The Most Misused Gout Drug, Colchicine


Gout is a disease that medical science obsessed over for, well, since medical science came into being.  Only in the last fifty years has gout become a “forgotten” disease.  Through this long and amazing history, gout has had a more or less faithful companion: the autumn crocus flower.  It’s from the bulb of this flower that colchicine comes.

Some reports say that colchicine has been in use for over 6000 years while other reports say its a much newer drug that has only been in use for 2000 years.  Regardless, it is still considered to be a first line drug by many doctors.  Unfortunately, those doctors are grossly out-of-date.  Not only in using colchicine first, but also in how they use it…

Because colchicine comes from the bulb of a flower, one could consider it a “natural” or “herbal” remedy and they would be correct.  However, this does not mean that it is good for you.  In fact, colchicine is a highly toxic substance.  People have died from ingesting just 6 mg of the stuff.  It’s a drug that lingers in the body for a long time only slowly being metabolized by the liver and filtered out by the kidneys.

One study found that every single patient treated with colchicine showed symptoms of toxicity, including severe nausea, vomiting and/or diarrhea.  Not only that, but 80% had these symptoms before they saw any relief from gout pain.  There is nothing worse in the world then having severe nausea, vomiting and diarrhea while in the middle of a already extremely painful gout attack.  There is an old medical proverb that says, “people treated with colchicine often run before they can walk”.

However, this study was conducted using the old way of treating with colchicine.  The old way was: “take two tablets at the first sign of gout pain than one tablet every hour until diarrhea occurs.”

This method of administering colchicine is no longer accepted by the vast majority of gout experts! If this is the way you use colchicine then you really should, at the very least, try the currently accepted method, which is: “take one tablet 3 or 4 times a day starting at the first sign of pain.” That’s it.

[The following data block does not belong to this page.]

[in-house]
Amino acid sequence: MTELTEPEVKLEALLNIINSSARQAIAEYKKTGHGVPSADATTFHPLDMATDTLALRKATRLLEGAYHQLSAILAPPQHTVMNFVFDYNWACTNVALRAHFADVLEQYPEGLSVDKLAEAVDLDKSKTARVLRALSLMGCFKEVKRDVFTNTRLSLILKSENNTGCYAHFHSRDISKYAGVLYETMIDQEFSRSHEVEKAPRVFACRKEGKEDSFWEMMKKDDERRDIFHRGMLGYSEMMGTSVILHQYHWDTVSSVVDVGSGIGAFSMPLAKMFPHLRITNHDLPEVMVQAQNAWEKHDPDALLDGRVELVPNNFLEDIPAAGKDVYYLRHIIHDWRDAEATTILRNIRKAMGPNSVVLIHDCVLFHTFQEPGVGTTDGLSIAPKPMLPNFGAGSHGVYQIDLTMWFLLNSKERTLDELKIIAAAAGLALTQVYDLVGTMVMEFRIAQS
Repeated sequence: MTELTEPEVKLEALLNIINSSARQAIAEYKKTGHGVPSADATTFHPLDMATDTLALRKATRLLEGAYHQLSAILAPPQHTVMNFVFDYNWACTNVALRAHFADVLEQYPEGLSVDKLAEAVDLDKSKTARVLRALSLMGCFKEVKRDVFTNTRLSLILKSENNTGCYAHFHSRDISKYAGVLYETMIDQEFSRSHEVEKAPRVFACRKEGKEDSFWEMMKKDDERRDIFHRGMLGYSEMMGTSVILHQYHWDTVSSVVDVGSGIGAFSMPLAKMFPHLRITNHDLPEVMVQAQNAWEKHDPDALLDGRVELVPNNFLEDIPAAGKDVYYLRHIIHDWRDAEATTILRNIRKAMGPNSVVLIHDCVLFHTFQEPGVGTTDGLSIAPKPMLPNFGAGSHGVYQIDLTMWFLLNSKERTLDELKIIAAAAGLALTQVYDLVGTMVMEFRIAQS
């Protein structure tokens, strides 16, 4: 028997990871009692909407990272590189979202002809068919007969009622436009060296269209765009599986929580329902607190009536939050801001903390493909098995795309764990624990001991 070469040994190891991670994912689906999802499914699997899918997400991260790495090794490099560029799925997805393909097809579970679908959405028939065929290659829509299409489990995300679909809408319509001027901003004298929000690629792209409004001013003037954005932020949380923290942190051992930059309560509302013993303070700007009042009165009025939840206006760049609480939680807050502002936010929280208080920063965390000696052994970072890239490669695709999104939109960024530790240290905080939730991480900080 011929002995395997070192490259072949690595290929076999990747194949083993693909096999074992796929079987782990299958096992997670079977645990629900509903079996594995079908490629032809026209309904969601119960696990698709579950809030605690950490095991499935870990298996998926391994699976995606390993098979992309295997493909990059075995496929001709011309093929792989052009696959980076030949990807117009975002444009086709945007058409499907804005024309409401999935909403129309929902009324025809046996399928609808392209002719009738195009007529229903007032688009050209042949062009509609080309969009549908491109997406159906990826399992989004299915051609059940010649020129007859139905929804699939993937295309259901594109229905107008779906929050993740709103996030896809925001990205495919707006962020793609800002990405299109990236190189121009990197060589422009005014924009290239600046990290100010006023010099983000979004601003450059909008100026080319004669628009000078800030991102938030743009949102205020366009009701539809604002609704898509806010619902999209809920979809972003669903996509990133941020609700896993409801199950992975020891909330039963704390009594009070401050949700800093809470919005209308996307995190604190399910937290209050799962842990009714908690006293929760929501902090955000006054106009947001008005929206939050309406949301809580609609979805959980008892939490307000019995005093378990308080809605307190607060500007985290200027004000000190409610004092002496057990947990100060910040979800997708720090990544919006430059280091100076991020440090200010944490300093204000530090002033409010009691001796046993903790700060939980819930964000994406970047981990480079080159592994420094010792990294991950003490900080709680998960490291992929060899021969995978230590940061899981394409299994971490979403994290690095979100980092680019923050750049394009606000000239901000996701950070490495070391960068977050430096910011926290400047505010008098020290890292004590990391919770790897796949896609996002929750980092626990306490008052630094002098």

This method works just as well as the once an hour method but causes far fewer and less severe side effects.  Unfortunately, most doctors are unaware of this new method.  They probably learned the old method in medical school 20 years ago and have not kept up with the latest methods.  I don’t blame them. There has been a lot to keep up with in the last 20 years.  Medical science is moving very fast.

Through most of colchicine’s 2000-6000 year history, it was the only drug that doctors had at their disposal that actually worked against gout but that all changed about 60 years ago.  With the advent of non-steroidal anti-inflammatory drugs (NSAIDs) and corticosteroids, doctors had much more powerful means of controlling the pain inducing inflammation of gout and colchicine was demoted to a second tier drug.  Unfortunately this information is still unknown to many doctors.

That said, colchicine does still play a few important roles.  NSAIDs and corticosteroids do have risks and some people should not take them.  People with heart problems or gastrointestinal problems (including ulcers) should not take NSAIDs and those with infections or that are at risk for infection should not take corticosteroids.  In these cases, colchicine can step up to it’s historic role as a first line drug for an attack.

In fact, this is often the reason emergency room doctors give colchicine rather than other medications – it is safer when the patients medical history is less clear.  If a patient “forgot” to tell the ER doctor about his ulcers or heart condition, the patient could be seriously injured or even die, “so why take the chance?  Just prescribe the less effective but safer colchicine,” is what these doctors reason and rightly so.

Of course the best way of avoiding the side effects of all of the medications used to treat gout attacks is to stop having gout attacks. It drives me crazy when I read over and over about “foods to avoid with gout” and “safe diets for gout”.  This implies that gout is caused by diet but this is almost always not true! In the vast majority of cases gout is a genetic disease. Diet does play a role but it is much smaller than most people, including most doctors, think.

The key to stopping gout attacks is to lower uric acid levels in the body and the most effective way to do that is with medication.  Allopurinol, febuxostat and probenecid are the medications to look at.  Also, vitamin C and some other natural substances such as burdock root are powerful at lowering uric acid but even with these, medications might be needed to do the job completely.

Colchicine plays a powerful roll here as well.  When you first start lowering uric acid levels, gout attacks will actually increase as “pools” of uric acid in your body dissolve and “move” out of the body.  This causes strong fluctuations in uric acid levels in the body that can trigger attacks.  In this case, colchicine can be used as a daily “prophylaxis” to prevent these attacks for 3-12 months.  After that time, it can be discontinued and hopefully, never seen again.  Note: If you use a daily dose of colchicine, you should NOT also use it to treat an attack!  The risk of overdose is too high!


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